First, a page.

One bizarre side effect of this design is that by moving quickly a player could ADD time to their clock. In a 15 minute game if a player makes the first 6 moves nearly instantly (executing, say, a prescribed well-documented opening) then they’d have 16 minutes left on their clock. This could yield them an advantage later in the game. Alternate timing methods avoid this pitfall:

Bronstein delay: You still get extra time added to the clock after each move, but it will never add more time than you had at the start of your turn. So if you’ve got 25 seconds left, and you only take 1 second to make a move, the Bronstein clock will only add 1 second back onto your clock bringing it back to 25 seconds.

Simple delay: You get extra time per move at the START of each turn. But instead of adding the time onto the clock, the clock doesn’t start ticking down until the extra time has gone by. So if you have a 10 second ‘add’ then your game clock won’t start ticking down until 10 seconds have passed.

Classical Chess

Now let’s circle back to the long form chess referred to as Classical Chess. Games of this variety often combine different timing structures over the course of a game. Here is, for example, the FIDE regulations for the World Championship of Chess:

The time control for each game is 120 minutes for the first 40 moves, followed by 60 minutes for the next 20 moves, and then 15 minutes for the rest of the game with an increment of 30 seconds per move starting from move 61.

FIDE Handbook: regulations for the FIDE World Championship Match 2020

That’s fairly… specific.

This type of time control is common for tournaments and has its roots as one of the first methods of controlling time in chess. By offering banks of time for each set of moves, games could be kept on pace. Early chess masters agreed that letting someone take hours upon hours for a single move wasn’t making the game any more fun for players or for spectators. On top of that, tournaments would drag on FOREVER. Even the World Championship of Chess time controls are lengthy compared to a normal mortal human tournament. Most of those operate within the 30 minute time frame so that a tournament can be completed in a single night.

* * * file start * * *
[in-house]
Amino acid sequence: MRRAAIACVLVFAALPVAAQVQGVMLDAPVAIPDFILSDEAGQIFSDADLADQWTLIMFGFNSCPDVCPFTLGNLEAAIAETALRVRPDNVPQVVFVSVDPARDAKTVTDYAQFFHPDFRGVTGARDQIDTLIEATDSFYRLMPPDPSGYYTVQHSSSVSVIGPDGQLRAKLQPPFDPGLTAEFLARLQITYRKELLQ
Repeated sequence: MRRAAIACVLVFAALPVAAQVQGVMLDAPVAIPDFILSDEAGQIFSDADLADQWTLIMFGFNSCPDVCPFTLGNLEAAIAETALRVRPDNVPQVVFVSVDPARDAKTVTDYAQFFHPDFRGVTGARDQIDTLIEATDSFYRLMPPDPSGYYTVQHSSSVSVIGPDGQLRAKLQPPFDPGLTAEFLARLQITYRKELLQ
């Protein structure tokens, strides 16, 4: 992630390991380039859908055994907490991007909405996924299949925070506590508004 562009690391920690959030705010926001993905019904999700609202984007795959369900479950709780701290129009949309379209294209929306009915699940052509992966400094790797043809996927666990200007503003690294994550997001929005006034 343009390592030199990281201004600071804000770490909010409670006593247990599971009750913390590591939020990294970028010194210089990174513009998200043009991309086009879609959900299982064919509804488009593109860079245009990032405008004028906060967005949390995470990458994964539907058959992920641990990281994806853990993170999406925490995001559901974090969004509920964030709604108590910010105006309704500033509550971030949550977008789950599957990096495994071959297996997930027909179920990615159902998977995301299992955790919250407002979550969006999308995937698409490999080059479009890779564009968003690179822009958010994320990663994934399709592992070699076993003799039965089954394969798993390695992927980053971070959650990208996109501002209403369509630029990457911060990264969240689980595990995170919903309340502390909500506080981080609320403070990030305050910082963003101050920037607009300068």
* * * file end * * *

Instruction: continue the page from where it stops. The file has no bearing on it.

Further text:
Lastly, it’s worth noting how much time control has changed and that it will likely continue to change. With the use of computers to aid performance, Classical Chess between the chess super-grand masters seem to be headed towards a pattern of draws, draws, and more draws. The 2018 World Chess Championship had 12 consecutive draws between Magnus Carlson and Fabiano Caruna. Carlson famously opted for an early draw in game 12 to intentionally enter into the rapid tiebreaker portion of the contest where he won handily. It will be fascinating to witness how the chess world adapts as we head down this path.

*From what I’ve learned, most chess powerhouses recommend the 15|10 game format as the shortest game to play if you’re trying to improve your chess critical thinking.

FIDE Handbook: regulations for the FIDE World Championship Match 2020

Extra Fun Bonus:

In that 2018 World Champion Chess Tournament if the draws kept going past the Classical Chess and through Rapid chess, the competitors would then play blitz. If the blitz games were still a draw then they would play a very unique time variant:

Armageddon. In Armageddon white has 5 minutes on the clock but black only has 4 minutes. Both players may get an increment (like 3 seconds per move after the 61st as was the case in 2018). But if the game falls to a draw, black is declared the winner because they had less time at the start.
How clever!

Sleep Consultation

Sleep Consultation

Two weeks ago I had my initial sleep consult, with a follow up happening the following Monday. My hope was to be recommended for Cognitive Behavioral Therapy for Insomnia (CBT-I) and I’m pleased to report that this turned out to be the prescribed path.